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Stephen Sartarelli

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Stephen Sartarelli

Stephen Sartarelli was born in Youngstown, Ohio, on July 5, 1954. He holds a BA in literature and languages from Antioch College and an MA in comparative literature from New York University.

Sartarelli is the author of three books of poetry: The Open Vault (Spuyten Duyvil, 2001), The Runaway Woods (Spuyten Duyvil, 2000), and Grievances and Other Poems (Gnosis Press, 1989). He has translated over forty books of fiction and poetry from the Italian and French, including The Selected Poetry of Pier Paolo Pasolini (University of Chicago Press, 2014), which received the 2016 Raiziss/de Palchi Book Prize.

About Sartarelli's winning translation, judges Antonello Borra and Alessandro Carrera write: “Thanks to Stephen Sartarelli’s magnificent volume, flawless translation and sound scholarly apparatus, the English-speaking readership will now be aware that Pier Paolo Pasolini was as great as a poet, and possibly even greater, as he was a filmmaker. Not only does Sartarelli intelligently select and elegantly translate from Pasolini’s poetic opus, he also gives us a clear, informed introduction, a useful, concise set of notes, and an essential bibliography. This book is a must have for both scholars and lovers of poetry alike.”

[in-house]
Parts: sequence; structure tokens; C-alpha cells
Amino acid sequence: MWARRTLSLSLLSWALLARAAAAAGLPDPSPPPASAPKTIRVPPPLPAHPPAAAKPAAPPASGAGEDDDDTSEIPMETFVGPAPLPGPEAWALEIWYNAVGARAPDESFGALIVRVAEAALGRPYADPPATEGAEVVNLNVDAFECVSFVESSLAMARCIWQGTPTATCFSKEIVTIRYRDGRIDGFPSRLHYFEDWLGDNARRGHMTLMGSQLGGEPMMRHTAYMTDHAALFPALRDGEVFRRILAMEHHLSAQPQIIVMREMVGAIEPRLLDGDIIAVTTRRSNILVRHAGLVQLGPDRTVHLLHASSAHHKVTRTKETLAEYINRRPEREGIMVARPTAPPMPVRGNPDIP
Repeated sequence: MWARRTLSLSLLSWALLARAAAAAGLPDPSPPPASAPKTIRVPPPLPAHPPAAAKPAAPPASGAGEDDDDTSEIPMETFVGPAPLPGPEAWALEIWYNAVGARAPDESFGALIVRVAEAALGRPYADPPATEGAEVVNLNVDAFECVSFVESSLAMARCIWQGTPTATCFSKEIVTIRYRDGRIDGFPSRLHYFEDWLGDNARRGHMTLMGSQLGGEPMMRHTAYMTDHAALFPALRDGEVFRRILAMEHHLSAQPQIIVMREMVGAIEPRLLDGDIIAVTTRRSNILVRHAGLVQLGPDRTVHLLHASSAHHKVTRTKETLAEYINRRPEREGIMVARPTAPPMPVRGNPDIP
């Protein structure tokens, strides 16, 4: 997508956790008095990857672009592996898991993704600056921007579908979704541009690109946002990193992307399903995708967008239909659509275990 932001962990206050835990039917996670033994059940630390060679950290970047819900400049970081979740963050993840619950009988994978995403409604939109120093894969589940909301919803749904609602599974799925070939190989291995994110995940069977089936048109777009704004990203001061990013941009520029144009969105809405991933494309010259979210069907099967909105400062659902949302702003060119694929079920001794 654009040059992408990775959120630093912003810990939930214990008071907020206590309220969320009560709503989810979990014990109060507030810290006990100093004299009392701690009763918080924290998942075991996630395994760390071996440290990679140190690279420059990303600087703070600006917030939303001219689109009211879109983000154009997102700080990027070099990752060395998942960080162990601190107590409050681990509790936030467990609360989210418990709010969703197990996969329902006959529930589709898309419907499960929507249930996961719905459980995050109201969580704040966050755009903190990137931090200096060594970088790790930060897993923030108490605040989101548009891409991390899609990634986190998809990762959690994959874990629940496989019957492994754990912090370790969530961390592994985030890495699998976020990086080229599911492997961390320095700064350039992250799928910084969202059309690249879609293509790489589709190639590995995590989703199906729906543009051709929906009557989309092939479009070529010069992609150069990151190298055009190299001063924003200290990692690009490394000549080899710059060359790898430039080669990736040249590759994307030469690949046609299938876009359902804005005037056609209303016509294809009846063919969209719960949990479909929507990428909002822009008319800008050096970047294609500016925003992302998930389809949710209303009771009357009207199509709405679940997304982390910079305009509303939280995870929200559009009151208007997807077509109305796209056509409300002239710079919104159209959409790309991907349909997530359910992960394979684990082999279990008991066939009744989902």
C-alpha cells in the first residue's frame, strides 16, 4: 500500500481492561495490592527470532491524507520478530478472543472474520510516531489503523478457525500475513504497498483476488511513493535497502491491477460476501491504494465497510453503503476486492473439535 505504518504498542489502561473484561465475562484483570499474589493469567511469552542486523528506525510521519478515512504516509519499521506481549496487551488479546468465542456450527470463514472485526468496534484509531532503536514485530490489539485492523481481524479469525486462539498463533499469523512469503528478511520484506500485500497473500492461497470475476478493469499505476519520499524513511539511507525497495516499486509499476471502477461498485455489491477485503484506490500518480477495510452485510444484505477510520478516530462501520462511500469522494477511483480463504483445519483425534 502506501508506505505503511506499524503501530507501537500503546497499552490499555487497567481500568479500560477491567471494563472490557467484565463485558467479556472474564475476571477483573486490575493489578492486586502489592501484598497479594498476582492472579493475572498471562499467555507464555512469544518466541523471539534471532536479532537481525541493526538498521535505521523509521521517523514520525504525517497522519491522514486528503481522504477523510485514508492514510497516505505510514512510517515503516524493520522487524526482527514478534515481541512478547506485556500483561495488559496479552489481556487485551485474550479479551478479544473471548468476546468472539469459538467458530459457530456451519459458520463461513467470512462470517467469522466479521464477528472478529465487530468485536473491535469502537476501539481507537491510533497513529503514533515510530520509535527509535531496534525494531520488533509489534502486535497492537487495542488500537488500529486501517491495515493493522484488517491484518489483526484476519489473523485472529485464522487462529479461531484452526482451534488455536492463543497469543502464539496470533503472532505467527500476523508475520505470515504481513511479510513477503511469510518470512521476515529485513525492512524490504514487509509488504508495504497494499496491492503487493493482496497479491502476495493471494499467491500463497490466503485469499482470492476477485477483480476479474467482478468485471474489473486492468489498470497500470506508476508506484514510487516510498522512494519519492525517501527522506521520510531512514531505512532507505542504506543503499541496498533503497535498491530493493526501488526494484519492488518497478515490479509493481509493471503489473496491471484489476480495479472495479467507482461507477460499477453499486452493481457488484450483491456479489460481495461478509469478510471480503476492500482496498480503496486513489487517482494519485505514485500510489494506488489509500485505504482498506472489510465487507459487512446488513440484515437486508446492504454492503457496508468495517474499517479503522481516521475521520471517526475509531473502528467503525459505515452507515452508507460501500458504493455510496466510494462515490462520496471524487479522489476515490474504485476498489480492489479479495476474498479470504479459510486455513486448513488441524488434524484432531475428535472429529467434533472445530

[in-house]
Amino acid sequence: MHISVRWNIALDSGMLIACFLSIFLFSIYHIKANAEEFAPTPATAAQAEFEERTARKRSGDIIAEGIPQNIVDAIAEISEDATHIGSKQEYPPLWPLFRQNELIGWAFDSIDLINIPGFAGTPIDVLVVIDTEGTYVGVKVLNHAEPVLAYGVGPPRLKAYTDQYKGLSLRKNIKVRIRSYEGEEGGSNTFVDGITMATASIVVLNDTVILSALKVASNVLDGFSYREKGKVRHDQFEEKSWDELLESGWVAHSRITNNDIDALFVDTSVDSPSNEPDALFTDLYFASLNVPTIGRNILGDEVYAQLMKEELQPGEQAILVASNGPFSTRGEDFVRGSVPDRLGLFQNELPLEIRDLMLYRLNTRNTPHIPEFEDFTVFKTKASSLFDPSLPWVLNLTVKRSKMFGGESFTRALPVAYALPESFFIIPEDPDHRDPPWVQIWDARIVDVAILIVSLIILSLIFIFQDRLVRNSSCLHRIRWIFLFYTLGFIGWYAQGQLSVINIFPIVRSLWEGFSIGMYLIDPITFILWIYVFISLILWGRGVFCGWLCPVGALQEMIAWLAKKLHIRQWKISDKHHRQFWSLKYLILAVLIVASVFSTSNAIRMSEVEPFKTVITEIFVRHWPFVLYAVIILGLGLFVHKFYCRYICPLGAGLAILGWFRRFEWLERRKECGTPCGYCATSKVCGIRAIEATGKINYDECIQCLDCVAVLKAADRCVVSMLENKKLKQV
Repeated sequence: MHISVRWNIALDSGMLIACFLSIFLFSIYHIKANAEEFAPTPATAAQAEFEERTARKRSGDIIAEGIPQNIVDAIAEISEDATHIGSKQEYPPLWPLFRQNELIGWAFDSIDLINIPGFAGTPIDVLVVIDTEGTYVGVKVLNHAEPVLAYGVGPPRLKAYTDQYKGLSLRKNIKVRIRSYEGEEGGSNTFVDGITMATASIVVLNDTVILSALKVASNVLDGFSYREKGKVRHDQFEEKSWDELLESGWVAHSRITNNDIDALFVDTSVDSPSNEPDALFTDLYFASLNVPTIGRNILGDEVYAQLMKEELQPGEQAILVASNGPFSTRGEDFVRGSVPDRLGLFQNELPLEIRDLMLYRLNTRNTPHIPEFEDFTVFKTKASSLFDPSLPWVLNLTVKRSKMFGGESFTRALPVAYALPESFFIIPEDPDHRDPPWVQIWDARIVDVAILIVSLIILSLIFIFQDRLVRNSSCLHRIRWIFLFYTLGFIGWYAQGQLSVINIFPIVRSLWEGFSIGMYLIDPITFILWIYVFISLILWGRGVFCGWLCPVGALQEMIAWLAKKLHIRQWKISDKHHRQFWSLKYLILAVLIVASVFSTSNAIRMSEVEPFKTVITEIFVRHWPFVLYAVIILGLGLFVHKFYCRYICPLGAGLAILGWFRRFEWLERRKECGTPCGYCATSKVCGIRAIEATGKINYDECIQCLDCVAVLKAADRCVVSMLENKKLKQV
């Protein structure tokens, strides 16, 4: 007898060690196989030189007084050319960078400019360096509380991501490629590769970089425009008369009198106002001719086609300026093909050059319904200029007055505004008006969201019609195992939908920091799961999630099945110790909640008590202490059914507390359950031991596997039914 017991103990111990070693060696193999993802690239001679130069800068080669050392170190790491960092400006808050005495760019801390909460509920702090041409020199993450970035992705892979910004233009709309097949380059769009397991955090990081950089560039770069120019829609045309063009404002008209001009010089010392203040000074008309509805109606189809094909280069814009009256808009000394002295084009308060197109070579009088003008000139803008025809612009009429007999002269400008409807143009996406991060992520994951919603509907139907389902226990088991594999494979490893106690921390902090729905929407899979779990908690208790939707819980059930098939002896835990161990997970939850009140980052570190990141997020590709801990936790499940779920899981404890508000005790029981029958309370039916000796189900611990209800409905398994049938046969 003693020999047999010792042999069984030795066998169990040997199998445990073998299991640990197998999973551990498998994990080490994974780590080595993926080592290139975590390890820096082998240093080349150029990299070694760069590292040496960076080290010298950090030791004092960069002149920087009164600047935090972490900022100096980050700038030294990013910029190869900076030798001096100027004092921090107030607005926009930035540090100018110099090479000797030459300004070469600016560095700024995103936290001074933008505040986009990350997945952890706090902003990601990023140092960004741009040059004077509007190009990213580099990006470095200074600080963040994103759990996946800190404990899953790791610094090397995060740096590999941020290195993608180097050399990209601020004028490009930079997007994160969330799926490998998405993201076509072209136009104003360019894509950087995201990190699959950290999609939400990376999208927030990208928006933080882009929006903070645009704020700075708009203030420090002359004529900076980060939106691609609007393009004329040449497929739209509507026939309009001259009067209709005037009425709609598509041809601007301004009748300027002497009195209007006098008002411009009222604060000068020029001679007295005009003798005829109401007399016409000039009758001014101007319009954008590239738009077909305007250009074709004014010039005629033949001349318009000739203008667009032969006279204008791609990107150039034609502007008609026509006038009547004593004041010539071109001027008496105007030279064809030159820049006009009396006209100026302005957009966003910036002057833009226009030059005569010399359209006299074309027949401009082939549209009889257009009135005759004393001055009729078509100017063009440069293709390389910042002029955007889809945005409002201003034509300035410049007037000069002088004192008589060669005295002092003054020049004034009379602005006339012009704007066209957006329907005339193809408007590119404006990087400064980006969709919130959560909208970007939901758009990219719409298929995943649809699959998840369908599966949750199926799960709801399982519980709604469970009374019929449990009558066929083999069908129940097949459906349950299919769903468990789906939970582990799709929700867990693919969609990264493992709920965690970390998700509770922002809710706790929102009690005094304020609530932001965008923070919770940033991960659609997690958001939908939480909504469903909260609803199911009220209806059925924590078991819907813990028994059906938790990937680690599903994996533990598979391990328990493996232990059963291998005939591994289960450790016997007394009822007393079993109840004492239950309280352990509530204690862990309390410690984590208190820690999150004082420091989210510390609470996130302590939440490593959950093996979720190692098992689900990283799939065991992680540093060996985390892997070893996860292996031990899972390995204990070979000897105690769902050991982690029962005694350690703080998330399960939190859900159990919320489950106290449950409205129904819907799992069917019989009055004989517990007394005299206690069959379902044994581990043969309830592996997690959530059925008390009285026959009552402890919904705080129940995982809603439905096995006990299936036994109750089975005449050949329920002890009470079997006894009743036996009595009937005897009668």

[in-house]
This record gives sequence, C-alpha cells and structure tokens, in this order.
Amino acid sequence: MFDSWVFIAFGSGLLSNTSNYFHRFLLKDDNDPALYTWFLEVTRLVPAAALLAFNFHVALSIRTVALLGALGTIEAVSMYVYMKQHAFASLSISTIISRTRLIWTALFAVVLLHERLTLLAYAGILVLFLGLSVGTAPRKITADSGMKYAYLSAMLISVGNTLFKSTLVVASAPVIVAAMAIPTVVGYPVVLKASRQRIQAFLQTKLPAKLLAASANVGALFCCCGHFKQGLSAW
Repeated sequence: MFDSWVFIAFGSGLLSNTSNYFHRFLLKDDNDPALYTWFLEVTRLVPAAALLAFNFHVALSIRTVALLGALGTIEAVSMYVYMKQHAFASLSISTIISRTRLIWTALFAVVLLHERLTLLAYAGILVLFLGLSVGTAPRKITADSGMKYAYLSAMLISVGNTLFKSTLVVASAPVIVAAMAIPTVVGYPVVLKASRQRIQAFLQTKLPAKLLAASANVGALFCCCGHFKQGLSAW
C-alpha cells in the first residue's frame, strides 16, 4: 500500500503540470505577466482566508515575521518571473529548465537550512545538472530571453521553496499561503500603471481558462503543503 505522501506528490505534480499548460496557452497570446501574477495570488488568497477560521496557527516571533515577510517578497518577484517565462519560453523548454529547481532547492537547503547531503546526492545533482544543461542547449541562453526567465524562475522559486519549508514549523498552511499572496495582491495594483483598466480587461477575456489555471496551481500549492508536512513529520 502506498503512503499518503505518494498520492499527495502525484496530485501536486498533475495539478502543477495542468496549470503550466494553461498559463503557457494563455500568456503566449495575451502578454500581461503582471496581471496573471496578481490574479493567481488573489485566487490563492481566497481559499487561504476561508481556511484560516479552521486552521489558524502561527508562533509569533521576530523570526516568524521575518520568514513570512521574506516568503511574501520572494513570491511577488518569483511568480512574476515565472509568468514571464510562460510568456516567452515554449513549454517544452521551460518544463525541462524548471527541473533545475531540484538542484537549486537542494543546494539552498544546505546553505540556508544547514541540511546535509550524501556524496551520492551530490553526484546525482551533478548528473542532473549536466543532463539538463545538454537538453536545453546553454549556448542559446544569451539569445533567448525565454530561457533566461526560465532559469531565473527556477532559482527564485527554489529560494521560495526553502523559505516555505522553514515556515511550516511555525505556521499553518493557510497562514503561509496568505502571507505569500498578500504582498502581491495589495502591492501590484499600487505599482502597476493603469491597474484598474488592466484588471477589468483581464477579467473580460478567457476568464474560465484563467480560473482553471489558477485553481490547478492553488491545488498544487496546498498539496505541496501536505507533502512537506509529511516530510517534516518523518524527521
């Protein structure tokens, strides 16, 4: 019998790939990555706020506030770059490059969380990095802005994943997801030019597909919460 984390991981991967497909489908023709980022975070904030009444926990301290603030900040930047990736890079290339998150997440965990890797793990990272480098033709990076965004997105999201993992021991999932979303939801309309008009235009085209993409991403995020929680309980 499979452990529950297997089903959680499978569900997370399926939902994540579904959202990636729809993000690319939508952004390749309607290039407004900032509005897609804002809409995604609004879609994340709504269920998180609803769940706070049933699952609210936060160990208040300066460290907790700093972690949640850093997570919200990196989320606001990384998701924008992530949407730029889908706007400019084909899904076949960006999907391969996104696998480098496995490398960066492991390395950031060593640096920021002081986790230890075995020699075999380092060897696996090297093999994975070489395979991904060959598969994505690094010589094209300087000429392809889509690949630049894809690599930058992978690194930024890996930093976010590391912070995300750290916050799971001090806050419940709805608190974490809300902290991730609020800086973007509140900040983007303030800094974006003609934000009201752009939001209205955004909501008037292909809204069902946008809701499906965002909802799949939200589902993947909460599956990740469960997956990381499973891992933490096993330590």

Sartarelli's other honors include the International Dagger Award from the Crime Writers Association of Great Britain, the John Florio Prize from the British Society of Authors, and the Raiziss/de Palchi Book Prize for Songbook: Selected Poems of Umberto Saba in 2001. He has also received grants from the National Endowment for the Arts and the National Endowment for the Humanities for the ongoing translation of Horcynus Orca by Stefano D’Arrigo, originally published in 1975.

Sartarelli currently lives in the Périgord region of South West France with his wife, the painter Sophie Hawkes.


Selected Bibliography

Poetry

The Open Vault (Spuyten Duyvil, 2001)
The Runaway Woods (Spuyten Duyvil, 2000)
Grievances and Other Poems (Gnosis Press, 1989)

by this poet

poem

It would be so easy to unveil
this light or this shadow . . . One word,
and the life that lives alone in me,
beneath the voices every man invents
to get closer to fugitive
truths, would be expressed at last.
But no such word exists.
If, however, in the din rising up
from the

poem

June 10, 1962

. . . Take a few steps and you’re on the Appia
or Tuscolana, where all is life
for all. But to be this life’s
accomplice, better to know
no style or history. Its meanings
deal in apathy and violence
in sordid peace. Under a sun